In our second installment on 1890s street style, we’re going to shift focus away from outerwear to more warmer weather outfits. To get us started here’s some images from the same source as the ones in Part 1:
In the above image, the two women are more casually dressed than the women seen in most of these pictures. They appear to be wearing either loose two-piece or one-piece dresses along the lines of the “Mother Hubbard” style, a style that was also popular in dress reform circles. It definitely raises some interesting questions.
This image is interesting in that the skirt and jacket appear to be made from a striped fabric, much like an Ottoman. Although the woman is caught in rapid movement, the horizontal striping is still very visible and creates an interesting texture.
In the above two pictures, the women are wearing variations on the standard waist and skirt combination that became popular during the 1890s. What’s also interesting is that in some instances, you see the waist/skirt combinations being worn with a light jacket (at least lighter than the jackets being worn in the pictures shown in Part 1) It’s definitely a practical style. Below are some examples of the the variety of waists that were available:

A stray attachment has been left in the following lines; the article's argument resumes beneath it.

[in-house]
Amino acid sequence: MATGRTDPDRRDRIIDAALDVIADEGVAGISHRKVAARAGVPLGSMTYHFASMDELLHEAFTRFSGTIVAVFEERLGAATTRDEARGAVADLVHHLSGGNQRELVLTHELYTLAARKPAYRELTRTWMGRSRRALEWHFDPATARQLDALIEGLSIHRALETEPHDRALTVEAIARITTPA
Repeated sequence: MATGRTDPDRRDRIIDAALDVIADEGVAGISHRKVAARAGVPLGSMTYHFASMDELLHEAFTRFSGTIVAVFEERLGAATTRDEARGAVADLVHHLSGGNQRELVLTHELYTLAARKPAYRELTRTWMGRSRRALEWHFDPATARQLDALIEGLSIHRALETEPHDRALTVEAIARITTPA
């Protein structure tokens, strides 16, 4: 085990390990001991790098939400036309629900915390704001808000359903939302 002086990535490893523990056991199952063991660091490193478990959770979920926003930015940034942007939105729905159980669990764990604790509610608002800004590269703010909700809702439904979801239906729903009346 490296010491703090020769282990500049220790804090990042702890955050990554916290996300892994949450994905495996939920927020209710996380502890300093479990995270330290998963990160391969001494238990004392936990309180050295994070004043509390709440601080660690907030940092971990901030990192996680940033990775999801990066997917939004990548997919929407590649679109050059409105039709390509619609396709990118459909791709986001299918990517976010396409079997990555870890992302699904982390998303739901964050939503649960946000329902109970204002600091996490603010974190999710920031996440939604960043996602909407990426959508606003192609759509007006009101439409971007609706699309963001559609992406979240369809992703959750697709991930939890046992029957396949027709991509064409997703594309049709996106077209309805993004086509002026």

The woman in the above picture appears to be wearing a waist done in the style of a sailor middy blouse, a style that was popular in the Mid to Late 1890s. Below are a couple examples of this style:
These two posts of 1890s street style provide a tantalizing glimpse into what was common everyday wear back then, free of the artificialness of posed portrait pictures or fashion plates and bring back to life what surviving original artifacts that we see today. As we find further examples, we’ll be sure to post them here.